Startup Lesson #16: How to improve your onboarding (3/3)

Richard Reis
Sep 12 · 4 min read
By Richard Reis

Recently, I started building an app, Gurgee. Every week I learn something new (this is a common feeling among founders). So I decided to share my weekly lessons in the hopes that (1) I don’t forget them and (2) they help you on your own journey.


This is the final of a 3-part series on onboarding (you’ll find part 1 here and part 2 here).

“Every time I talk to a low-touch, self-service SaaS company experiencing massive drop-off immediately after sign-up, low Free Trial-to-Paid conversion rates, few customers staying past 90 days post-conversion, etc. it is always an onboarding issue.” — Lincoln Murphy

Onboarding Tip #3: Go straight to the Aha! moment

When does the onboarding process end?

When your users “get” what your app is about (we call this the “aha! moment”).

To achieve this, you need to deliver a small amount of value as soon as they create an account.

“Why a small amount?”

Because you can’t deliver the full amount in one go. It has to be something that can be achieved in one sitting.

Here’s an example: Imagine you have a survey development app and a user has downloaded it. A common onboarding mistake would be to have her “create a survey.” What if she doesn’t have any survey ideas right now? Why make her go through the entire creation process? That’s how you’ll lose this user.

Instead, you should deliver the minimum amount of value that makes the user “get” your app. Provide a small taste of success, whatever that may be.

“Twitter saw a massive spike in signup retention once they stopped leading things off by encouraging people to search (no one came with a search in mind) or tweet (nobody was ready to tweet right away, either) in favor of following (everybody knew people they were interested in).
Once people followed others, their timelines filled up with content that not only demonstrated the value of Twitter, but provided new value upon every follow-up visit. This directly led to habitual use, and tweeting and searching followed in kind.” — Samuel Hullick

And that’s exactly what happens.

Of course, this isn’t the total value users can get from the app (the total value comes when we help users achieve their retirement amount).

But it’s at this step where the user has their “aha! moment,” the onboarding ends, and the real fun begins.

“It’s like we’ve set them up with a phenomenal first workout at our gym, and now it’s our job to make sure they keep coming back so they can finally attain that beach bod they’ve always wanted. […] In that way, you will almost be acting like their personal trainer — totally invested in their improvement.” — Samuel Hullick

Bonus Tips

Sadly, this 3-part onboarding series is coming to an end. But before, here are a few final quick tips:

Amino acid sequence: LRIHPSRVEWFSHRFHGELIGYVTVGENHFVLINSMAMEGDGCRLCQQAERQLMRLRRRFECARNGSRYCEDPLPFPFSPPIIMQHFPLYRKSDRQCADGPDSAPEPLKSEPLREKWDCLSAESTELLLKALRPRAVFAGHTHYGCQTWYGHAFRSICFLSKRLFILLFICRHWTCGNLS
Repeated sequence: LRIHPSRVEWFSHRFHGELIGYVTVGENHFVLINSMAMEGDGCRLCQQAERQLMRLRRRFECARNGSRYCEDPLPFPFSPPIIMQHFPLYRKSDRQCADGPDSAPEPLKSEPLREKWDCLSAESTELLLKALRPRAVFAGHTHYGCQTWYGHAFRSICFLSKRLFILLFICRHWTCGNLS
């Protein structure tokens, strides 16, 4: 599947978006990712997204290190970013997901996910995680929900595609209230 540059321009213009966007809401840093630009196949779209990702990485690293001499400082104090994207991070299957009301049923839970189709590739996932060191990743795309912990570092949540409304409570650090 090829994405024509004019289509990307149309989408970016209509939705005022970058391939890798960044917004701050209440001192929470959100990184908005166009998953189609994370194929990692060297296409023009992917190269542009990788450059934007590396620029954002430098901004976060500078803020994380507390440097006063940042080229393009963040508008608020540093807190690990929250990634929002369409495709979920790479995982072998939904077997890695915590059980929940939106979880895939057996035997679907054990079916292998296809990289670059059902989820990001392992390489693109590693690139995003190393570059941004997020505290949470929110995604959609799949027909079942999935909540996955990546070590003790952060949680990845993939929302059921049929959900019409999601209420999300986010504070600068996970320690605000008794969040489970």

1. Make it quick. Each step in your workflow is a chance to lose a user. Don’t make it too long, get straight to the point.

This does not mean try to cram everything into one page! Case in point, this image from PayPal’s old onboarding process:

source

Notice how they’re trying to get both your profile data and address at the same time.

My head hurts just looking at that page.

If getting a user’s profile data and address is absolutely essential, you can break it down into two pages.

Coincidentally, PayPal did exactly that on their web version.

source

Notice how one page is dedicated to the profile data (left), and the other is for address data (right). This is far more pleasant for users/ easier on the eyes.

2. No FAQs. FAQ (Frequently Asked Questions) pages are a lazy way of saying “we couldn’t make the app more intuitive”, and they get longer over time. Banish them from your project.

3. Performance is a feature. This quote taken from Jeff Atwood is a reminder that you could design a great onboarding process and still lose users because of a slow app (at Gurgee, we time how long our functions take to run and religiously try to lower that number).

4. Delay welcome emails. These are great, but what happens if you send them while your user is onboarding? They’ll get a notification, open your email (leaving your app), and run the risk of getting sucked into the vortex of their inbox. To prevent this tragedy, delay welcome emails by an hour.

And that’s it for today!

See you next week.

Be well.

R

Thanks for reading!😊If you enjoyed it, test how many times can you hit 👏 in 5 seconds. It’s great cardio for your fingers AND will help other people see the story.You can follow me on Twitter at @richardreeze to find out whenever others just like it come out.

Mission.org

A network of business & tech podcasts designed to accelerate learning. Selected as “Best of 2018” by Apple. Mission.org

Richard Reis

Written by

"I write this not for the many, but for you; each of us is enough of an audience for the other." - Epicurus https://www.richardreis.me/

Mission.org

A network of business & tech podcasts designed to accelerate learning. Selected as “Best of 2018” by Apple. Mission.org

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